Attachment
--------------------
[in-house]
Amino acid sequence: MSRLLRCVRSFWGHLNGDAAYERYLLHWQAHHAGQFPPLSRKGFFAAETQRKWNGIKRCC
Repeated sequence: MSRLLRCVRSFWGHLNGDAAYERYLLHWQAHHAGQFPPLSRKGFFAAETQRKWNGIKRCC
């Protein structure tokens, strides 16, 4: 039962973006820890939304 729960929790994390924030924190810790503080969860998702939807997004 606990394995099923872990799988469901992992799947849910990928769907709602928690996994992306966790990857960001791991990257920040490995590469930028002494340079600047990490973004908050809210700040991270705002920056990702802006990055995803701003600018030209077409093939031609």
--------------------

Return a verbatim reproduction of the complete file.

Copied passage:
[in-house]
Amino acid sequence: MSRLLRCVRSFWGHLNGDAAYERYLLHWQAHHAGQFPPLSRKGFFAAETQRKWNGIKRCC
Repeated sequence: MSRLLRCVRSFWGHLNGDAAYERYLLHWQAHHAGQFPPLSRKGFFAAETQRKWNGIKRCC
């Protein structure tokens, strides 16, 4: 039962973006820890939304 729960929790994390924030924190810790503080969860998702939807997004 606990394995099923872990799988469901992992799947849910990928769907709602928690996994992306966790990857960001791991990257920040490995590469930028002494340079600047990490973004908050809210700040991270705002920056990702802006990055995803701003600018030209077409093939031609």